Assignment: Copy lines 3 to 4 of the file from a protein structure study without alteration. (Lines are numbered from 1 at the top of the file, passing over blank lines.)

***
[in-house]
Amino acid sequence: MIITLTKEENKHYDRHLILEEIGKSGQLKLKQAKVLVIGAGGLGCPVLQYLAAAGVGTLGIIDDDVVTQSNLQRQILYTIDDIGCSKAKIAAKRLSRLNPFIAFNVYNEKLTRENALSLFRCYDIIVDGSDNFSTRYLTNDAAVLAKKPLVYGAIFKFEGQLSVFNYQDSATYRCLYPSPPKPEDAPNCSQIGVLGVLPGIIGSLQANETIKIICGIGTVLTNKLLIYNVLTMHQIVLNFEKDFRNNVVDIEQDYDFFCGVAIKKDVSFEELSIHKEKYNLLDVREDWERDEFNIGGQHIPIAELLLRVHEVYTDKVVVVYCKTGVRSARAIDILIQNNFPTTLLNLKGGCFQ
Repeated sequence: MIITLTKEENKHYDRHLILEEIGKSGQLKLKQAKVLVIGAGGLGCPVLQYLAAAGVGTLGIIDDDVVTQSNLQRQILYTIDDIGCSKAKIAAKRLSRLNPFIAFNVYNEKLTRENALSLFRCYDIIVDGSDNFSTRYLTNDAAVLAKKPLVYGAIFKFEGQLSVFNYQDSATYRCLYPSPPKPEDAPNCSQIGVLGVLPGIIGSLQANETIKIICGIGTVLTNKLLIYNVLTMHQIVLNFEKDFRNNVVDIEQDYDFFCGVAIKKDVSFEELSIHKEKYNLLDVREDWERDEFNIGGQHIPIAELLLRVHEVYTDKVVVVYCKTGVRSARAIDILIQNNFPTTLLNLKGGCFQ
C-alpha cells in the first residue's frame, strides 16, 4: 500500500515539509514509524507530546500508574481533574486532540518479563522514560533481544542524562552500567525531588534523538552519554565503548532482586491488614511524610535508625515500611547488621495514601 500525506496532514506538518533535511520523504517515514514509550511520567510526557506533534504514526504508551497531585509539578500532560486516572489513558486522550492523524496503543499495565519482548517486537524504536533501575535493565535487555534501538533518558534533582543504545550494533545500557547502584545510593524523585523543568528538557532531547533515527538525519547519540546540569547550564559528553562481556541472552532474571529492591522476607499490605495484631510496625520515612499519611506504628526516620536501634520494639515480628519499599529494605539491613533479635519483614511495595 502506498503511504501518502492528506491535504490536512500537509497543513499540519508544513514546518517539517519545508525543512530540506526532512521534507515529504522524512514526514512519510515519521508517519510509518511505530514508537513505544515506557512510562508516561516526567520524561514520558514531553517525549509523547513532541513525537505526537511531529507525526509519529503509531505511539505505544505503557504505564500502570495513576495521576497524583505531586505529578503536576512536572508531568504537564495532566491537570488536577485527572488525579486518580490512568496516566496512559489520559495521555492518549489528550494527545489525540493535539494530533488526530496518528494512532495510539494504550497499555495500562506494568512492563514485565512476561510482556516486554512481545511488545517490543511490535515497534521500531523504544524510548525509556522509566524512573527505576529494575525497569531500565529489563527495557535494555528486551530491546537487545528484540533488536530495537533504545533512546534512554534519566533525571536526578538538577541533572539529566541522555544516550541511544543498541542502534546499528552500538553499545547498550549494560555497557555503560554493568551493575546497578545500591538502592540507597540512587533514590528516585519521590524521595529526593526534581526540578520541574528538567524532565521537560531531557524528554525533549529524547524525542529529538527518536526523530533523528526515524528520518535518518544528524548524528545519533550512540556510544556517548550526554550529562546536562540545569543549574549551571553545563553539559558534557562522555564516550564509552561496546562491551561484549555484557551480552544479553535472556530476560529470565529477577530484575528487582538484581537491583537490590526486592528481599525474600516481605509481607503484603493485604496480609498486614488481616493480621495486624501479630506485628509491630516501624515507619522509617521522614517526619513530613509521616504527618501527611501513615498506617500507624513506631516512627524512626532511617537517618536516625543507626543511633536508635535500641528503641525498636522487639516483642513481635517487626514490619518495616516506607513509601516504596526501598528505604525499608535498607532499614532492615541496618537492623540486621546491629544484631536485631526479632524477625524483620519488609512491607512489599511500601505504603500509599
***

Repeated sequence: MIITLTKEENKHYDRHLILEEIGKSGQLKLKQAKVLVIGAGGLGCPVLQYLAAAGVGTLGIIDDDVVTQSNLQRQILYTIDDIGCSKAKIAAKRLSRLNPFIAFNVYNEKLTRENALSLFRCYDIIVDGSDNFSTRYLTNDAAVLAKKPLVYGAIFKFEGQLSVFNYQDSATYRCLYPSPPKPEDAPNCSQIGVLGVLPGIIGSLQANETIKIICGIGTVLTNKLLIYNVLTMHQIVLNFEKDFRNNVVDIEQDYDFFCGVAIKKDVSFEELSIHKEKYNLLDVREDWERDEFNIGGQHIPIAELLLRVHEVYTDKVVVVYCKTGVRSARAIDILIQNNFPTTLLNLKGGCFQ
C-alpha cells in the first residue's frame, strides 16, 4: 500500500515539509514509524507530546500508574481533574486532540518479563522514560533481544542524562552500567525531588534523538552519554565503548532482586491488614511524610535508625515500611547488621495514601 500525506496532514506538518533535511520523504517515514514509550511520567510526557506533534504514526504508551497531585509539578500532560486516572489513558486522550492523524496503543499495565519482548517486537524504536533501575535493565535487555534501538533518558534533582543504545550494533545500557547502584545510593524523585523543568528538557532531547533515527538525519547519540546540569547550564559528553562481556541472552532474571529492591522476607499490605495484631510496625520515612499519611506504628526516620536501634520494639515480628519499599529494605539491613533479635519483614511495595 502506498503511504501518502492528506491535504490536512500537509497543513499540519508544513514546518517539517519545508525543512530540506526532512521534507515529504522524512514526514512519510515519521508517519510509518511505530514508537513505544515506557512510562508516561516526567520524561514520558514531553517525549509523547513532541513525537505526537511531529507525526509519529503509531505511539505505544505503557504505564500502570495513576495521576497524583505531586505529578503536576512536572508531568504537564495532566491537570488536577485527572488525579486518580490512568496516566496512559489520559495521555492518549489528550494527545489525540493535539494530533488526530496518528494512532495510539494504550497499555495500562506494568512492563514485565512476561510482556516486554512481545511488545517490543511490535515497534521500531523504544524510548525509556522509566524512573527505576529494575525497569531500565529489563527495557535494555528486551530491546537487545528484540533488536530495537533504545533512546534512554534519566533525571536526578538538577541533572539529566541522555544516550541511544543498541542502534546499528552500538553499545547498550549494560555497557555503560554493568551493575546497578545500591538502592540507597540512587533514590528516585519521590524521595529526593526534581526540578520541574528538567524532565521537560531531557524528554525533549529524547524525542529529538527518536526523530533523528526515524528520518535518518544528524548524528545519533550512540556510544556517548550526554550529562546536562540545569543549574549551571553545563553539559558534557562522555564516550564509552561496546562491551561484549555484557551480552544479553535472556530476560529470565529477577530484575528487582538484581537491583537490590526486592528481599525474600516481605509481607503484603493485604496480609498486614488481616493480621495486624501479630506485628509491630516501624515507619522509617521522614517526619513530613509521616504527618501527611501513615498506617500507624513506631516512627524512626532511617537517618536516625543507626543511633536508635535500641528503641525498636522487639516483642513481635517487626514490619518495616516506607513509601516504596526501598528505604525499608535498607532499614532492615541496618537492623540486621546491629544484631536485631526479632524477625524483620519488609512491607512489599511500601505504603500509599